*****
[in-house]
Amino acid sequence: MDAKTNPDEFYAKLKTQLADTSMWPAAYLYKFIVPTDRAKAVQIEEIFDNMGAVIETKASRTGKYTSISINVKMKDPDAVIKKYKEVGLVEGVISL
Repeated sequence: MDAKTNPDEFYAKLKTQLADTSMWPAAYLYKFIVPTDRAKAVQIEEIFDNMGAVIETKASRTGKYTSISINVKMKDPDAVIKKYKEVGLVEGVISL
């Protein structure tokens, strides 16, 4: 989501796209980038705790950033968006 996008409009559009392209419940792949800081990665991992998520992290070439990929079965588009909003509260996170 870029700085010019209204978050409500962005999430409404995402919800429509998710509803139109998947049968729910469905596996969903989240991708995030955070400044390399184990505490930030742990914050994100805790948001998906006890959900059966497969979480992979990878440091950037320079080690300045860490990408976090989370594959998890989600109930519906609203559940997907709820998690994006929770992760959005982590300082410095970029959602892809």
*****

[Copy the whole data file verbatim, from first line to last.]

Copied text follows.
[in-house]
Amino acid sequence: MDAKTNPDEFYAKLKTQLADTSMWPAAYLYKFIVPTDRAKAVQIEEIFDNMGAVIETKASRTGKYTSISINVKMKDPDAVIKKYKEVGLVEGVISL
Repeated sequence: MDAKTNPDEFYAKLKTQLADTSMWPAAYLYKFIVPTDRAKAVQIEEIFDNMGAVIETKASRTGKYTSISINVKMKDPDAVIKKYKEVGLVEGVISL
């Protein structure tokens, strides 16, 4: 989501796209980038705790950033968006 996008409009559009392209419940792949800081990665991992998520992290070439990929079965588009909003509260996170 870029700085010019209204978050409500962005999430409404995402919800429509998710509803139109998947049968729910469905596996969903989240991708995030955070400044390399184990505490930030742990914050994100805790948001998906006890959900059966497969979480992979990878440091950037320079080690300045860490990408976090989370594959998890989600109930519906609203559940997907709820998690994006929770992760959005982590300082410095970029959602892809």